Sugar – since when did the facts get in the way of a good story?

Last night’s Sunday programme on sugary soft drinks (TVNZ 10 June, 7pm) promised yet another “expose” of the type our current affairs love to hype up to get our eyeballs and ears on their screens at the right time.  Previous shows from the US and Australia clearly paved the way for our own home-grown version of another chapter in the great obesity debate.

It was a great opportunity to show what is happening in NZ and how we as a nation are faring in these tricky times and what the food industry and health sector are doing to address a global issue.

Not surprisingly, but no less disappointingly the piece was fairly one dimensional and single-mindedly focused on sugar and soft drinks.  What it did highlight, once again, was the limited lens through which so many people choose to examine the link between food and health, or rather food and disease as appears to be the main focus.

While I commend Sunday for attempting to help New Zealanders think about what they choose to eat (or in this case drink), the facts do not warrant the dramatic way in which this, and many other stories are presented.

It certainly makes for good TV to show a wheelbarrow full of sugar to represent how much we each consume annually, but this is somewhat misleading.  Likewise we each consume several Olympic-sized swimming pools of water annually, which also looks frightening.  In fact on a daily basis our median intake of sucrose when last measured in 2008/09 was just 48g.  And it’s on the decline (it was 53g in 1997).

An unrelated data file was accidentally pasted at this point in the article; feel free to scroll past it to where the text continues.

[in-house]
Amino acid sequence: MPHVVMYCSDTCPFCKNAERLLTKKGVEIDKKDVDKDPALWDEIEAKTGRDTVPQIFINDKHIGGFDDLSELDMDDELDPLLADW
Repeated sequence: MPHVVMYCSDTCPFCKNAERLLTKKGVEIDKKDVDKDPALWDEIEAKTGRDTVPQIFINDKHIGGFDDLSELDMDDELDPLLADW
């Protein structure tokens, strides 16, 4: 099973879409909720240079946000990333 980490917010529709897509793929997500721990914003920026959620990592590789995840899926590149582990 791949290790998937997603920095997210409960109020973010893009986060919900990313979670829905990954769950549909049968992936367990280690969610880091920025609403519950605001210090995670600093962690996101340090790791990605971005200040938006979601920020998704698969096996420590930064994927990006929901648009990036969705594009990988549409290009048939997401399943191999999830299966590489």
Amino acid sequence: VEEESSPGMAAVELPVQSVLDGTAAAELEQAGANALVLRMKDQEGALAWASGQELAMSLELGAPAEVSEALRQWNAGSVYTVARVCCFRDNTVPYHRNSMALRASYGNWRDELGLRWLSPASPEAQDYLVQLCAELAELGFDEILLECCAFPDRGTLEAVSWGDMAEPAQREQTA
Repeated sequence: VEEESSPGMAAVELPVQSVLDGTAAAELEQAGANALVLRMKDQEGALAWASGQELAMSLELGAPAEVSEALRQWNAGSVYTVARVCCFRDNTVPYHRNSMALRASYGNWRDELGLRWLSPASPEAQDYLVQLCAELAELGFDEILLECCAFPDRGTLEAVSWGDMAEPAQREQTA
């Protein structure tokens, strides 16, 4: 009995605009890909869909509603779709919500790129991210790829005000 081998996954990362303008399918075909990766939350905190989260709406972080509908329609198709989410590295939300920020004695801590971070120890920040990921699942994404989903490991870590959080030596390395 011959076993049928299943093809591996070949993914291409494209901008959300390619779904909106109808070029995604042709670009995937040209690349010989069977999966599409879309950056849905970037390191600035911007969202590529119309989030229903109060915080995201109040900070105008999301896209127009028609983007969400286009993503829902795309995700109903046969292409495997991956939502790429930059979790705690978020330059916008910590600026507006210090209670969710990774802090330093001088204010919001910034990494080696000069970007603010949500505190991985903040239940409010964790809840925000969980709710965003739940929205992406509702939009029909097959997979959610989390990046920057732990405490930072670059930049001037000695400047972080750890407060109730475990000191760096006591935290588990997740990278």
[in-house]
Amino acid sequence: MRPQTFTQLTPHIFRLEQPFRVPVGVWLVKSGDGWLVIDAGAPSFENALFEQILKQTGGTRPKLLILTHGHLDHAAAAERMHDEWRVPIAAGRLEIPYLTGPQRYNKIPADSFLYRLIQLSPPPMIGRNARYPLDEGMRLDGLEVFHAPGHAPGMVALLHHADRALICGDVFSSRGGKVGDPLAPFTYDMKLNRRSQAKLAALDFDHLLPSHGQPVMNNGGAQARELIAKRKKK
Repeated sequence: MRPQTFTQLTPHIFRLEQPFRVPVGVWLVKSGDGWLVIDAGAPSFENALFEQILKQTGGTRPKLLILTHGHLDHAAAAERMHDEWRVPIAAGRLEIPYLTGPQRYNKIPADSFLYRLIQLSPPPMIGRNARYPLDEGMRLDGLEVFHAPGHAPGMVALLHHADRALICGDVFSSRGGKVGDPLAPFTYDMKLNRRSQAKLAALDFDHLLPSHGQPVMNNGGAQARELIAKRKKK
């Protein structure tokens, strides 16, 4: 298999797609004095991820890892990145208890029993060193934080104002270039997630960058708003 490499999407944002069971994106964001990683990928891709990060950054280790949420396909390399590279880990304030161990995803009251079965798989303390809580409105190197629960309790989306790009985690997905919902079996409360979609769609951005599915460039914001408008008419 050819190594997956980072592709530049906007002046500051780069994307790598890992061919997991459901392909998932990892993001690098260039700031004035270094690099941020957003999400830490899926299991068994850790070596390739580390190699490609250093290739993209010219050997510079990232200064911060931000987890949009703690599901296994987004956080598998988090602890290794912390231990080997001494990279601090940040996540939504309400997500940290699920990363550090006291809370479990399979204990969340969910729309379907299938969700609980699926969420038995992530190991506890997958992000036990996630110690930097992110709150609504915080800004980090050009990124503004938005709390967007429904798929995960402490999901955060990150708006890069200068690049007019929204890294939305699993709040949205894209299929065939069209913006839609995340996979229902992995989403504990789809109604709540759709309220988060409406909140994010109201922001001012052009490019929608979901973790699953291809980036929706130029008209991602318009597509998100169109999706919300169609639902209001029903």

Also, only 5% of our energy (as measured in 2008/09) came from non-alcoholic beverages.  And just 1.4% of energy was contributed by the sucrose in all non-alcoholic beverages (only part of which is sugary soft drink).  The rest, presumably, is contributed by fat, lactose, fructose, glucose and protein (remembering this group includes all non-alcoholic beverages other than plain milk).  So are the other foods and drinks which contribute 98-99% of our energy intake unimportant?  I think not.

In New Zealand, our intake of sugar (and particularly sugary soft drinks) differs significantly from countries like the United States, where much of the concern about sugar intakes stems from.

I don’t wish to trivialise the issue, as clearly the above figures are population medians, and some New Zealanders do over-consume.  I would like to propose however, that these individuals are unlikely to be over-consuming on sugary soft drinks alone, and are more likely to be part of the growing number of food-illiterate people who don’t understand what over-consumption is.